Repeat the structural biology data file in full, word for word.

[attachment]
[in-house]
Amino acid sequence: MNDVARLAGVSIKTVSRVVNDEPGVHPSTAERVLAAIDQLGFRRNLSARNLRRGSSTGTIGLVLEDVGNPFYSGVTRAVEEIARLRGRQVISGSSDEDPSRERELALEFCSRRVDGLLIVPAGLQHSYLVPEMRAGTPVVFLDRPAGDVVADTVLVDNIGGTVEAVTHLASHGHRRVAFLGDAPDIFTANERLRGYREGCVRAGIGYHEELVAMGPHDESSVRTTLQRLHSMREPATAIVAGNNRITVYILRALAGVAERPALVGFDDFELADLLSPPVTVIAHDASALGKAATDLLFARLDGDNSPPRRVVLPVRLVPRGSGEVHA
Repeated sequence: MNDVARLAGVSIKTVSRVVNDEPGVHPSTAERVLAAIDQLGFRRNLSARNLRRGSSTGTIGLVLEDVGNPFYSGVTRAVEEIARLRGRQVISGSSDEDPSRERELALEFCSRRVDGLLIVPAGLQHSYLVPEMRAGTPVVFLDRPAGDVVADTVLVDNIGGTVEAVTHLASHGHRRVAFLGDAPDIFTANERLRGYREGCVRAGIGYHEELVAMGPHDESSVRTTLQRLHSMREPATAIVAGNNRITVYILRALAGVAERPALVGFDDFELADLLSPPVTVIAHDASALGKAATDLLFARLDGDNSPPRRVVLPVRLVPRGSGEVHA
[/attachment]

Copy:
[in-house]
Amino acid sequence: MNDVARLAGVSIKTVSRVVNDEPGVHPSTAERVLAAIDQLGFRRNLSARNLRRGSSTGTIGLVLEDVGNPFYSGVTRAVEEIARLRGRQVISGSSDEDPSRERELALEFCSRRVDGLLIVPAGLQHSYLVPEMRAGTPVVFLDRPAGDVVADTVLVDNIGGTVEAVTHLASHGHRRVAFLGDAPDIFTANERLRGYREGCVRAGIGYHEELVAMGPHDESSVRTTLQRLHSMREPATAIVAGNNRITVYILRALAGVAERPALVGFDDFELADLLSPPVTVIAHDASALGKAATDLLFARLDGDNSPPRRVVLPVRLVPRGSGEVHA
Repeated sequence: MNDVARLAGVSIKTVSRVVNDEPGVHPSTAERVLAAIDQLGFRRNLSARNLRRGSSTGTIGLVLEDVGNPFYSGVTRAVEEIARLRGRQVISGSSDEDPSRERELALEFCSRRVDGLLIVPAGLQHSYLVPEMRAGTPVVFLDRPAGDVVADTVLVDNIGGTVEAVTHLASHGHRRVAFLGDAPDIFTANERLRGYREGCVRAGIGYHEELVAMGPHDESSVRTTLQRLHSMREPATAIVAGNNRITVYILRALAGVAERPALVGFDDFELADLLSPPVTVIAHDASALGKAATDLLFARLDGDNSPPRRVVLPVRLVPRGSGEVHA